A major new investment will help Lancaster University to further decarbonise its campus and help towards achieving a Net Zero future.
The University, already ranked 24th for sustainability in the 2024 QS World University Ranking and 5th in the UK, is set to virtually eliminate the use of gas for heating on its Bailrigg campus through the creation of a new ‘Low Carbon Energy Centre’ following more than £21 million of funding from the Government’s Green Heat Network Fund (GHNF).
The Centre will use air source heat pumps, thermal storage and electrical infrastructure to create an innovative heat network providing 45 GWh of low carbon heat, which will be sufficient to provide heating and hot water for nearly the entire campus.
Since 2020, Lancaster University has placed carbon neutrality at the centre of its Estates strategy with a number of initiatives including the University’s “Heat Pump Ready Buildings” programme. The heat pumps will be powered by renewable electricity from a new solar farm, which already has achieved planning permission at the University’s Forest Hills site, and an existing 2.3MW wind turbine, providing a low carbon solution for heat and electricity supply to the whole campus for the next generation.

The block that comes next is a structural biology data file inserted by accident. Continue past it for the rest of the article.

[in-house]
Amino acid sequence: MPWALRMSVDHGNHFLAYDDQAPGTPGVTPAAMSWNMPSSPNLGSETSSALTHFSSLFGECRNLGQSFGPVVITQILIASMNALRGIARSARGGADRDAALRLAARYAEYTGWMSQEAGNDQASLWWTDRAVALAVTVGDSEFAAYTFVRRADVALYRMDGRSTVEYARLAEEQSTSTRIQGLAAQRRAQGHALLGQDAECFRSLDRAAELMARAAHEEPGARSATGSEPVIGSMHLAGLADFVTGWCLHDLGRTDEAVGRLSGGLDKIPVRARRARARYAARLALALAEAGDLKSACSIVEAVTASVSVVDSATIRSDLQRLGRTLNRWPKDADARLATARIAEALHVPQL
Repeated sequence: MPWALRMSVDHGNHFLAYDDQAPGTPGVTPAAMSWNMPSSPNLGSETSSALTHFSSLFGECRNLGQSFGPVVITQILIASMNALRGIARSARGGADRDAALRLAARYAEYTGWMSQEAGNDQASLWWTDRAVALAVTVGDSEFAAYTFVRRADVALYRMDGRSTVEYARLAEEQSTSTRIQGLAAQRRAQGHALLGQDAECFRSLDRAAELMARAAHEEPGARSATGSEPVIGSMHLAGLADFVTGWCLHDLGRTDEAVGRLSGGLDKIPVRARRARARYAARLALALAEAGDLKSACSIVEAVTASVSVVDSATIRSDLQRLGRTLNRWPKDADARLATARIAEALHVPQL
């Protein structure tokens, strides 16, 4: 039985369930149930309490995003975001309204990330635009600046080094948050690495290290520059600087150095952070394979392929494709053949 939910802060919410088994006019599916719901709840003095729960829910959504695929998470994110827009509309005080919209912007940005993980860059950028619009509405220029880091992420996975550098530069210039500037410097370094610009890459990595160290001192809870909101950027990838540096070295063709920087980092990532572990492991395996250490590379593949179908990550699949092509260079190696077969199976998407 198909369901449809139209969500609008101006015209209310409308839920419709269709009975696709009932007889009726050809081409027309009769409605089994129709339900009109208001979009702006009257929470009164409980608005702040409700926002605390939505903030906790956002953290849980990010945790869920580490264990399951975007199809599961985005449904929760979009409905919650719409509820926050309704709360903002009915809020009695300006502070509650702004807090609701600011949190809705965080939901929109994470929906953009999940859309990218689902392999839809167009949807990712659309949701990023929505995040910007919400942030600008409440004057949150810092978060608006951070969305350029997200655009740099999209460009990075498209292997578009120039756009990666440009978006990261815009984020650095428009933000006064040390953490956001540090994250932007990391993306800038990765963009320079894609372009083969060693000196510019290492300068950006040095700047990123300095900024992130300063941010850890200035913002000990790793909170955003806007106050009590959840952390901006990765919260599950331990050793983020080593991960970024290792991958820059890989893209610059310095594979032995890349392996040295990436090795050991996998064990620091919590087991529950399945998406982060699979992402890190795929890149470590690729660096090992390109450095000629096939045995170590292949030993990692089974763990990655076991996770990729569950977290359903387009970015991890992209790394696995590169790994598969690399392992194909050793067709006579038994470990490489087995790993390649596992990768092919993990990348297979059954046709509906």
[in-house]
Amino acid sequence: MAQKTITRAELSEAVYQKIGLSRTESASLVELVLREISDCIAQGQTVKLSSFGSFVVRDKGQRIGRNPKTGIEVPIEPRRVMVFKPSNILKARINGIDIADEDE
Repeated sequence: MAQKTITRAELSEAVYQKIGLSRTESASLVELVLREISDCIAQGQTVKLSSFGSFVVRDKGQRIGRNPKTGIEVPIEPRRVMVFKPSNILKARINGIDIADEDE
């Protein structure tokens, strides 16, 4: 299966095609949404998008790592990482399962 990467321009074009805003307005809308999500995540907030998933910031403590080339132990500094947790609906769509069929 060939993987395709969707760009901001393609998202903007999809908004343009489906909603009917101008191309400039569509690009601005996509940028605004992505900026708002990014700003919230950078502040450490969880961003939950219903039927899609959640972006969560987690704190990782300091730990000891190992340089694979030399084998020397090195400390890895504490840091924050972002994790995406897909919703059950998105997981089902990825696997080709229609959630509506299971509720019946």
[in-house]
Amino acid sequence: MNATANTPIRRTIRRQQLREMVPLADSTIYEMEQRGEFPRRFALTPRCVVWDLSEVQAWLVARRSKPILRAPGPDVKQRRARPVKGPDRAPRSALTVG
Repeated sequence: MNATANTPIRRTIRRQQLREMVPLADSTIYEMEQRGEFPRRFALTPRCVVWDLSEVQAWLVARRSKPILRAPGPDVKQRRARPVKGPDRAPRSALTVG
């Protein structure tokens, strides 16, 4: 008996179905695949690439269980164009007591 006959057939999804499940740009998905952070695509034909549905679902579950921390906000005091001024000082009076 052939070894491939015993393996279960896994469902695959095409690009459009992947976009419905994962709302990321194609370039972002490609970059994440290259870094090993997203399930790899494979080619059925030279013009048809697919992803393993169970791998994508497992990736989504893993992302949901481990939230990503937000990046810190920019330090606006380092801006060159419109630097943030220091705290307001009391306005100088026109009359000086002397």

The investment will also see the development of a ‘Living Lab’ research hub and a showcase demonstration facility to help share knowledge of how a campus-wide decarbonisation approach can work.
Professor Simon Guy, Pro-Vice-Chancellor Global Digital, International and Sustainability at Lancaster University said: “Lancaster University has a long-established reputation for its world-leading education and research. With this next step, Lancaster aims to be among the best in the world for offering students and staff a sustainable and carbon neutral campus in which to work and study.
“Our students want to go out into the world to make a difference – what better start to that ambition than a world-class university education which is mindful of the planet and places sustainability at the heart of its decision making.”
The new investment is a major step towards Lancaster University’s ongoing commitments to a low carbon future. The University is aiming to become carbon neutral for electricity and heating by 2030, and from all other emissions by 2035 and has delivered a growing number of initiatives towards reducing carbon and boosting biodiversity on its campus.
The GHNF investment has come from the Department for Energy Security & Net Zero via Triple Point Heat Networks Investment Management and comes as part of a wider investment programme of nearly £65 million in five projects nationwide.
Ken Hunnisett, Programme Director for Triple Point Heat Networks Investment Management, said: “When built and commissioned, the projects subject of this latest announcement will deliver significant volumes of low-carbon, cost-effective heat to more than 14,000 homes in public and private ownership while also decarbonising an entire university campus for Lancaster’s 13,000 students.”
Lord Callanan, Minister for Energy Efficiency and Green Finance, said: "Keeping homes warm with waste heat from technology is a glimpse into the future - and demonstrates just how innovative this country can be when it comes to reducing our carbon emissions.
“The £65 million we’ve awarded today will help spread this success across the country, by rolling out innovative low-carbon heating to help to drive down energy bills and deliver our net zero goal.”